A lot has been written about Toyota’s decision to team up with BMW to bring back the Supra using the backbone of the Z4. Some have criticized this move, saying it’s “not a real Supra,” while others are simply glad the A90 exists. A year into the life cycle of the nimble sports coupe and already there are quite a few changes for the 2021MY, including more power for the six-cylinder engine, a new base four-cylinder model, and the A91 special edition.
Toyota sat down and had a chat with members of the media – including Autoblog – to talk about the Supra, which the company sees as being a halo model. Because of its special status in the lineup, sales numbers of the rear-wheel-drive machine are not that important. Instead, the car’s positive impact on the brand’s image means more to Toyota, a company that has vowed to build a performance version of everything it sells.
Gallery: 2021 Toyota Supra A91 Edition
That’s not to say Toyota is oblivious of the volume the reborn Supra generates, claiming it’s happy with the 2,884 cars it sold during the 2019 calendar year in the United States. Bear in mind the car wasn’t available for the full 12 months as it went on sale in the second half of July and had an average transaction price of approximately $56,000 to $57,000. According to Jack Hollis, Group Vice President & General Manager, Toyota is “really pleased with the sales.”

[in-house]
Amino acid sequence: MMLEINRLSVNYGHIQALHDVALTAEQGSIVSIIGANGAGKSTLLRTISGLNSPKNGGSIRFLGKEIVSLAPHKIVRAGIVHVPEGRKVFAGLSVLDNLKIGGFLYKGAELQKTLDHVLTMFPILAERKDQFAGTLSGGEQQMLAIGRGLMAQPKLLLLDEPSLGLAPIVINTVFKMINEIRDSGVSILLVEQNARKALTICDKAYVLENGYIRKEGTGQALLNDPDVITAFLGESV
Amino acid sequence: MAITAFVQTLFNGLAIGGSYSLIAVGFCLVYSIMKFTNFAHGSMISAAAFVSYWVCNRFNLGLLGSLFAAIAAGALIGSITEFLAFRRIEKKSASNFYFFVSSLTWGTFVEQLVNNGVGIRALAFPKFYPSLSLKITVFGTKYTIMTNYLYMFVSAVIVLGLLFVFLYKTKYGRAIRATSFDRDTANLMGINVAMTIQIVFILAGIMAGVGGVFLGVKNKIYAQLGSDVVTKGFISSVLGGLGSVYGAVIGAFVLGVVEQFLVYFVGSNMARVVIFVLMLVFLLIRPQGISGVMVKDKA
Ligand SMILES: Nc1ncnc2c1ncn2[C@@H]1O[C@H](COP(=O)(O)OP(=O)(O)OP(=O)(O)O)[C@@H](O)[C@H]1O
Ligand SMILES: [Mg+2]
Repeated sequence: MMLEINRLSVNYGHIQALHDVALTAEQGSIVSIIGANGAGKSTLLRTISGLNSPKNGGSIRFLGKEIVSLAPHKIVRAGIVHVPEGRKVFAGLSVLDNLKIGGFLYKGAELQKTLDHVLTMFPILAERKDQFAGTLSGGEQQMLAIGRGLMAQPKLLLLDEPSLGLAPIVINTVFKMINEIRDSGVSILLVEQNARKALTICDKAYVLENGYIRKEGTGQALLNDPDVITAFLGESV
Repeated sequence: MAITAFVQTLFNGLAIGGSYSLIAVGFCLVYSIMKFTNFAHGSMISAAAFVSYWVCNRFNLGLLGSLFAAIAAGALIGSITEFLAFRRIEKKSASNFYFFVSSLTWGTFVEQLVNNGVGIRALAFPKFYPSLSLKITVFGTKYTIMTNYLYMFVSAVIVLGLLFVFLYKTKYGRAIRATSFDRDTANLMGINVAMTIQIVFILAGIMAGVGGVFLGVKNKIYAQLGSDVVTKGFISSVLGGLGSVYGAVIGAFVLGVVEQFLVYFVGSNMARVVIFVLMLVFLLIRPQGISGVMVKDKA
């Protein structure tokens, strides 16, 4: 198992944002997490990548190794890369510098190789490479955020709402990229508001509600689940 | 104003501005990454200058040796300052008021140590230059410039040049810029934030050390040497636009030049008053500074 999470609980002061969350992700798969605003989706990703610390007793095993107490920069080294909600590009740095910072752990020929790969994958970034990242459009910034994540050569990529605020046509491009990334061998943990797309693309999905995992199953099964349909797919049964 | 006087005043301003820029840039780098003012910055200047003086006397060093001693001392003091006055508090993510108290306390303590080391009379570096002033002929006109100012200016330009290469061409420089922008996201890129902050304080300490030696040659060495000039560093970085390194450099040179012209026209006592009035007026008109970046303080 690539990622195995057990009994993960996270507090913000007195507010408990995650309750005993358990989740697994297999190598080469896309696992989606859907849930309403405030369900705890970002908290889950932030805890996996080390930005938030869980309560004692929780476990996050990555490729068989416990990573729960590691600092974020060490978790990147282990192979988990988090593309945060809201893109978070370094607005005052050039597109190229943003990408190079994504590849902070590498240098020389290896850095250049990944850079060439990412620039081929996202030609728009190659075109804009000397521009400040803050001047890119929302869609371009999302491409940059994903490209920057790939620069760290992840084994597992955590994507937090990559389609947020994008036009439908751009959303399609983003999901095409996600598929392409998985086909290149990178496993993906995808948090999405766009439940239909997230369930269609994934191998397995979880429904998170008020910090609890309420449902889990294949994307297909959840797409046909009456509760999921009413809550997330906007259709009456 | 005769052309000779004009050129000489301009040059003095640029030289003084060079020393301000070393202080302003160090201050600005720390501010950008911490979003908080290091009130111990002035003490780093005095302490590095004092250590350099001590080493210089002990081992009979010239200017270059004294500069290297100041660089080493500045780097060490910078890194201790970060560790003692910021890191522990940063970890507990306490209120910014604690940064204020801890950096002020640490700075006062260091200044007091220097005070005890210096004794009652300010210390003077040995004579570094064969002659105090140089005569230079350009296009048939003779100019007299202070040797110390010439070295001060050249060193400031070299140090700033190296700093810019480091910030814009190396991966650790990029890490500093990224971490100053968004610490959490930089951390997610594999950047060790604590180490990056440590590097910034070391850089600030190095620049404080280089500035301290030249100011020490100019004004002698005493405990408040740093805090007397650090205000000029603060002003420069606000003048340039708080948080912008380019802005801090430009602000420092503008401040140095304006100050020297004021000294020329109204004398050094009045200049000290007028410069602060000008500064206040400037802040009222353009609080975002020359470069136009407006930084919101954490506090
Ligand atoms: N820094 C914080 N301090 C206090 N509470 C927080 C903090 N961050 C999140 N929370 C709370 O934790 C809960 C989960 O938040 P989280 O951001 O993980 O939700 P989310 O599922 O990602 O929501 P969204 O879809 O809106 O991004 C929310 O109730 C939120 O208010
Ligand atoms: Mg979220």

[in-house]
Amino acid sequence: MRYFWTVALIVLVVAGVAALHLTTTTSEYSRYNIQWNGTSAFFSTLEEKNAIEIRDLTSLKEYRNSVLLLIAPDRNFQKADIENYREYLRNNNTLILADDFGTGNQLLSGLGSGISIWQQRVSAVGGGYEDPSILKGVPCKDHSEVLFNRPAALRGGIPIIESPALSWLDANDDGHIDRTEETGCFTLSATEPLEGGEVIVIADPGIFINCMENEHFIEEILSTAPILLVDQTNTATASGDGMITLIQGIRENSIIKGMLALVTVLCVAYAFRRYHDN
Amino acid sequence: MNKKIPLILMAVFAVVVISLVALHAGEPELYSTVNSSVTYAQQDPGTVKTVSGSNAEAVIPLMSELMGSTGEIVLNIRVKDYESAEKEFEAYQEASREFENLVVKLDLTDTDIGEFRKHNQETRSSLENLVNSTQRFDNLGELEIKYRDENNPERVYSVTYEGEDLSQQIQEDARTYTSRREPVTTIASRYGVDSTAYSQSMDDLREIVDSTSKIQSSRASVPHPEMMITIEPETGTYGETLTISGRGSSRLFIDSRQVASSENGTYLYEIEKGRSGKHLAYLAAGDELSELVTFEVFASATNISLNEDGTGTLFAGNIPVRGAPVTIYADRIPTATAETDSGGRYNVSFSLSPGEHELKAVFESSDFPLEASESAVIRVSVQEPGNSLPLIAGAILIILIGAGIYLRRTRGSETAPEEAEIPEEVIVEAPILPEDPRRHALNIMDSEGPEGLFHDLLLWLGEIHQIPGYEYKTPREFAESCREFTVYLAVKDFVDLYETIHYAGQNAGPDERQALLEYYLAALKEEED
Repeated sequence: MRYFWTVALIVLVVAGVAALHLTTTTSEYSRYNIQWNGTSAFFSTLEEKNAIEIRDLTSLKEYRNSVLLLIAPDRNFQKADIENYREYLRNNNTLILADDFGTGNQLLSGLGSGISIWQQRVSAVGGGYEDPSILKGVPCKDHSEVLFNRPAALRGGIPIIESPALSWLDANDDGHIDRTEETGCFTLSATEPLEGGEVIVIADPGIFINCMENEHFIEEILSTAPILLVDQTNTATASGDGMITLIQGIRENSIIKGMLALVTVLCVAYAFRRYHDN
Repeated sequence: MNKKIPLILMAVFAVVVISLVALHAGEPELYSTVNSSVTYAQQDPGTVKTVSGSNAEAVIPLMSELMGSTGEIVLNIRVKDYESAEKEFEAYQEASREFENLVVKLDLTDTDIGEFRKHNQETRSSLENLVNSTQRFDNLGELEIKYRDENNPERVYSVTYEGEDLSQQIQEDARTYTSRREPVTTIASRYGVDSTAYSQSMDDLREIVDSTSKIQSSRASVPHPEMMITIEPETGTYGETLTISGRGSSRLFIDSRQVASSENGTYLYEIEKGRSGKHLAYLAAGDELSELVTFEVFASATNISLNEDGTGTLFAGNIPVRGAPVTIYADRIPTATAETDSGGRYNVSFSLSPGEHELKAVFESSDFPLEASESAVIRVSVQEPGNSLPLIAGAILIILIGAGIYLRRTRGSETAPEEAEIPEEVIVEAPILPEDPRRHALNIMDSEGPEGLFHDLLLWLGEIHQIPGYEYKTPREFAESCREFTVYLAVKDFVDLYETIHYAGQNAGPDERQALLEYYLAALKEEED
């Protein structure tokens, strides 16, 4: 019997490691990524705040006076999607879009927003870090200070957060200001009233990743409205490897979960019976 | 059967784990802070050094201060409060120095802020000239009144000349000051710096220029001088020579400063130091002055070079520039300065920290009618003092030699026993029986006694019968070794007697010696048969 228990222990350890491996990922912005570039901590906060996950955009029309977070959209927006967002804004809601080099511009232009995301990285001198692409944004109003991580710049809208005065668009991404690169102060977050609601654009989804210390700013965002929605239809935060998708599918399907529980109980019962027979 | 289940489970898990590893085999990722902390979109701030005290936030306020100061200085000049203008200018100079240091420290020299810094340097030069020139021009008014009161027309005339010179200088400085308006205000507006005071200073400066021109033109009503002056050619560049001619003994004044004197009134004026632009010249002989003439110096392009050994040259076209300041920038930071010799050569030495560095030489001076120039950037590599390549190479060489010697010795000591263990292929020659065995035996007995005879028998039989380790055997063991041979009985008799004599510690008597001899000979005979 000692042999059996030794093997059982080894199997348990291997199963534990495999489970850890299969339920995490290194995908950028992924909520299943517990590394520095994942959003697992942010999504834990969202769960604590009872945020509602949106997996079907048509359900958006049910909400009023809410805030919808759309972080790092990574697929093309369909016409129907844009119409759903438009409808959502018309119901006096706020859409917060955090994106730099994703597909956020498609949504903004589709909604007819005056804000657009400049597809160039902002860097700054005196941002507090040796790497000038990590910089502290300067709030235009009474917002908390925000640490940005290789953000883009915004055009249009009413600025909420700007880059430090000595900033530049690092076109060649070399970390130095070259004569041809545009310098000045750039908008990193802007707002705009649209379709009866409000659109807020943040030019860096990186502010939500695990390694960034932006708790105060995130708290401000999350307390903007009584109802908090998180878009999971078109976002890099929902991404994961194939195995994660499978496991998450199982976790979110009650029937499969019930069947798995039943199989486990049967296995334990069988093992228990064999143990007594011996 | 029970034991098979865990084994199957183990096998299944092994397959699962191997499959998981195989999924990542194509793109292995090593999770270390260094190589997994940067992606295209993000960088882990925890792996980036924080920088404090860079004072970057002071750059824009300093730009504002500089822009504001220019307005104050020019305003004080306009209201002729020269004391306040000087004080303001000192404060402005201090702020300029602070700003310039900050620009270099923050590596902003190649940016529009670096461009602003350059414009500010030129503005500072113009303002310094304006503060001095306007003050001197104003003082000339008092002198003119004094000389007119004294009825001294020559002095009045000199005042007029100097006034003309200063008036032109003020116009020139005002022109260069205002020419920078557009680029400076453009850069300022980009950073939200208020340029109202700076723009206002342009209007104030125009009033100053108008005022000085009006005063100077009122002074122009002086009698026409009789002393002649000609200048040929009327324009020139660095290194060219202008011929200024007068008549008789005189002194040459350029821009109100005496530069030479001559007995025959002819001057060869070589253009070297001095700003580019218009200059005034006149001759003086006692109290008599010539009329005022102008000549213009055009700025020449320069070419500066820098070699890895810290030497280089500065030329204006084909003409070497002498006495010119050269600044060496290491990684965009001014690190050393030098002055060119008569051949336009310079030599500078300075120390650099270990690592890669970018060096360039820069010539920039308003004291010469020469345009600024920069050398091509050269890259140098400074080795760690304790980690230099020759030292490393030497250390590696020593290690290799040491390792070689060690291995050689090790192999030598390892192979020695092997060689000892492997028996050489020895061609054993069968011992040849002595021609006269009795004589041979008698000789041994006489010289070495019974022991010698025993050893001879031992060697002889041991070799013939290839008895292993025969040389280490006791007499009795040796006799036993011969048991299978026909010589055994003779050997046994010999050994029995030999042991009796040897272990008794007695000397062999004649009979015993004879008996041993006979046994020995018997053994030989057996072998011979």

The conversation then inevitably steered to the BMW tie-up as the press was curious to find out whether the Bavarians are still involved in the Supra’s evolution. Long story short, they very much are. According to the senior manager of vehicle product planning, the company has a team of engineers in Munich working closely together with BMW to improve the car. He made it clear that Toyota is still "wholly responsible for the tuning and chassis setup on this car.”
That being said, Jack Hollis mentioned the two automakers are gradually parting ways:
“As we go over time, there is more of a separation. While we still are bouncing our ideas off each other and sharing our information, we make an agreement to go our separate ways. It’s not devoid of conversation. It’s not devoid of engineering … chief engineer Tada and his team stay in pretty constant contact with BMW on features.”
As for the 2021 Supra, its launch in the U.S. has unsurprisingly been impacted by the coronavirus pandemic. Magna Steyr’s plant in Graz, Austria where the car comes to life remains closed for the time being and hopes to resume operations in the next couple of weeks. The six-cylinder Supra is still on track for a June on-sale date thanks to the 400 cars built before the factory closure, but it will be a long wait for the four-pot model. That’s because the production of the cheaper variant hasn’t started, and the COVID-19 crisis has caused a two-month delay, which means the more attainable Supra won't arrive stateside until this fall.